Harmful Effects of Chemicals in Cosmetics
We all want to look and feel beautiful, often enhancing our best features with assistance from cosmetics. Yet many of us may not be aware of the toxic ingredients contained in products we’re using.
“When the Federal Food, Drug, and Cosmetic Act was passed 80 years ago, it contained 112 pages of standards for food and drugs, and only one page for cosmetics,” says Connie Engel, Ph.D., science and education manager at the Breast Cancer Fund and its Campaign for Safe Cosmetics, in San Francisco.
While most cosmetic ingredients must be listed on product labels, sometimes their names are hard to recognize, many are toxic and some of the most dangerous ones may not even be listed.
Labeled toxins commonly found in cosmetics include endocrine disruptors that can affect our developmental, reproductive, neurological and immune systems. Here are just a few:
PTFE also known as Teflon, is found in foundation, pressed powder, loose powder, bronzer, blush, eye shadow and mascara. It can even enhance the toxicity of other chemicals, according to Danish research published in the International Journal of Andrology, and due to its fluorine base, can disrupt iodine absorption, contributing to breast disease including cancer.
Butylated hydroxyanisole (BHA)
BHA and its cousin, hydroxytoluene (BHT), are common preservatives found in lip products, liquid makeup and moisturizers that the European Commission on Endocrine Disruption cites as interfering with hormone function. They’ve also been shown to cause kidney damage, according to research from Spain’s Universidad Autónoma de Madrid.
Formaldehyde in many forms, including quaternium-15, coal tar, benzene and mineral oils that are prohibited in the European Union and Japan, are classified as carcinogens by the International Agency for Research on Cancer.
These examples represent the tip of the iceberg of toxic chemicals of concern commonly used in cosmetics.
They further range from allergens and substances that cause non-cancerous and cancerous tumors and organ toxicity to developmental and reproductive impairment, miscarriage and bioaccumulation leading to toxic overload when not excreted.
Fragrances don’t have to be included in label ingredient lists, constituting another major concern, explains Engel. “Most cosmetics, even eye shadow, contain fragrance, and those fragrances can contain several dozen unlabeled ingredients, including hormone-disrupting phthalates.” The European Union is the authoritative source on all of these issues. Based on its CosIng (cosmetic ingredients) database accessed via ec.europa.eu/consumers/cosmetics/cosing, it has banned scores of toxic chemicals from makeup sold in EU countries.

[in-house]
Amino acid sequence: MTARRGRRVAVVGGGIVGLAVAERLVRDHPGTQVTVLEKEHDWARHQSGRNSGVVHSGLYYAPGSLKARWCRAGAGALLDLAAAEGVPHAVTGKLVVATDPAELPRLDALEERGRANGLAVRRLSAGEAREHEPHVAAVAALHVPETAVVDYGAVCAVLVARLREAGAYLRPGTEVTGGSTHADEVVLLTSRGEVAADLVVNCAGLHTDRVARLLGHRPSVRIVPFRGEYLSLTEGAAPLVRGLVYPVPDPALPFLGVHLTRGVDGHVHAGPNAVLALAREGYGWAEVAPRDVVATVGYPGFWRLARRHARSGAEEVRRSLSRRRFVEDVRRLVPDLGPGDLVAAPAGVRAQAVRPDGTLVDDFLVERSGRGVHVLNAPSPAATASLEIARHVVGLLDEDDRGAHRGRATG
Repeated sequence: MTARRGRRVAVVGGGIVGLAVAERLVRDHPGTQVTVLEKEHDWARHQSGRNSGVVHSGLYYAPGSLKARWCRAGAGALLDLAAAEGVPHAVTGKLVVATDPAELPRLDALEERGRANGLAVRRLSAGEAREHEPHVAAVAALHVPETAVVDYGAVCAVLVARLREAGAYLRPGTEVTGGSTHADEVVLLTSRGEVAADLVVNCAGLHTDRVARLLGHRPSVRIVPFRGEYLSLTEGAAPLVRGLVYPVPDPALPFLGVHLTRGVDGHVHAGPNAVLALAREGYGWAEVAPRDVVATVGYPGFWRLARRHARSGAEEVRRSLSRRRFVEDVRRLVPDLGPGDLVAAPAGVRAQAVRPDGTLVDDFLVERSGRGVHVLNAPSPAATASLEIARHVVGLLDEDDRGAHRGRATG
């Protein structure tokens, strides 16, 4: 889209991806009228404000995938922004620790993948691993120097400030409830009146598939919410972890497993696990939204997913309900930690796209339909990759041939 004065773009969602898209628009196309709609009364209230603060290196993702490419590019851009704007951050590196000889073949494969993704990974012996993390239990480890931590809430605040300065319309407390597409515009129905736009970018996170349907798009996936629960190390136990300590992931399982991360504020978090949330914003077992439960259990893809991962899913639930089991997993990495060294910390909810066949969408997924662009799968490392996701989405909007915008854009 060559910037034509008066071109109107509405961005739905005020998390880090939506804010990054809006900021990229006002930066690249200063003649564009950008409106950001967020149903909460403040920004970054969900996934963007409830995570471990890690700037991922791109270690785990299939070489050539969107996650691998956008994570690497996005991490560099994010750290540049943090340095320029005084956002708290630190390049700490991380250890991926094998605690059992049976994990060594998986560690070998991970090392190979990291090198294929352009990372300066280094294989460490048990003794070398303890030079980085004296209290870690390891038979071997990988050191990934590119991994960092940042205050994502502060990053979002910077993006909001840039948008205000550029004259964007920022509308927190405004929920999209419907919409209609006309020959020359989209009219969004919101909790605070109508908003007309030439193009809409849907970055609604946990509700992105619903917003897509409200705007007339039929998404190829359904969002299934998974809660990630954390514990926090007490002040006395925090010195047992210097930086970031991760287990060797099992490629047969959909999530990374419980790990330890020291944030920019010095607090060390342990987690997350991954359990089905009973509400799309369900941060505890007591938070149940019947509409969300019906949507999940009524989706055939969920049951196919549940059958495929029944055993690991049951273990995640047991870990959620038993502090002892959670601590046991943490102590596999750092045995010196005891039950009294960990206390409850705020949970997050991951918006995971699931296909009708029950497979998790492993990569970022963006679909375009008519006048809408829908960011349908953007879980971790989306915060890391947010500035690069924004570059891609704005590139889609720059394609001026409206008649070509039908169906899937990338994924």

Harmful Chemicals in Nail polishes
of all cosmetics, nail polishes tend to contain the most toxins. “Nail polish is one of the tougher products to find for someone who’s looking to go natural,”. But some brands are eliminating toluene, a petroleum based solvent that the Environmental Protection Agency has linked to mild to severe problems with respiratory and nervous systems as well as kidney and liver functions. These less toxic polishes require more benign removers than conventional noxious-smelling acetones.
Always apply Nail polishes outside or near an open window.
Even better, achieve a smooth, clear shine without any polish using a nail buffer. It’s a quick, inexpensive way for men and women to sustain a natural, finished look.
Labels on my hair care products show a long list of unpronounceable ingredients. Is it possible to get great hair without dumping all these chemicals on it?
It’s smart to be concerned about the ingredients in hair care and skincare products, because they are subject to little official regulation and may include ingredients that are not only ineffective, but harmful to health and damaging to hair and skin. That’s why green living expert Renée Loux, author of Easy Green Living, makes environmentally friendly choices. “If it’s toxic for the Earth, it’s probably toxic for our bodies, too,” she believes.
Complex ingredient lists often make it hard to know what we’re applying. When choosing products, Environmentalists rule of thumb is, “plants over petroleum.” In other words, if the primary ingredients listed in descending order by percentage in a shampoo, conditioner, gel, serum or mousse—are botanical or plant-derived ingredients, you and the planet are probably safe.
Petroleum and petrochemicals—which are commonly used in many hair care products and are derived from a nonrenewable resource—don’t break down well into natural components in the environment and may be harmful to human health.
Environmentalists also pays special attention to the, last few ingredients listed on the label because this is where innocuous-sounding toxins often hide, perhaps as a fragrance or colorant. In the shampoo category, Environmentalists likes low-sudsing versions, because suds are typically created by synthetic-foaming agents called sulfates (sodium lauryl sulfate is common) that may irritate skin and poison the environment. With hair color, look for a stylist that uses lowammonia dyes, or buy them yourself in health food stores and natural pharmacies; temporary colorants are safer than permanent dyes. “The deeper the color, the more important it is to look at the ingredients,”.
List of harmful Chemicals Used in Cosmetics – Toxic Ingredients to Avoid
- Butylated compounds, including BHA, BHT
- Carbon black
- Ethanolamine compounds including DEA, MEA, TEA
- Formaldehyde-releasing preservatives (quaternium-15, imidazolidinyl urea)
- Heavy metals, including lead (may not be labeled)
- PTFE (Teflon)
- Titanium dioxide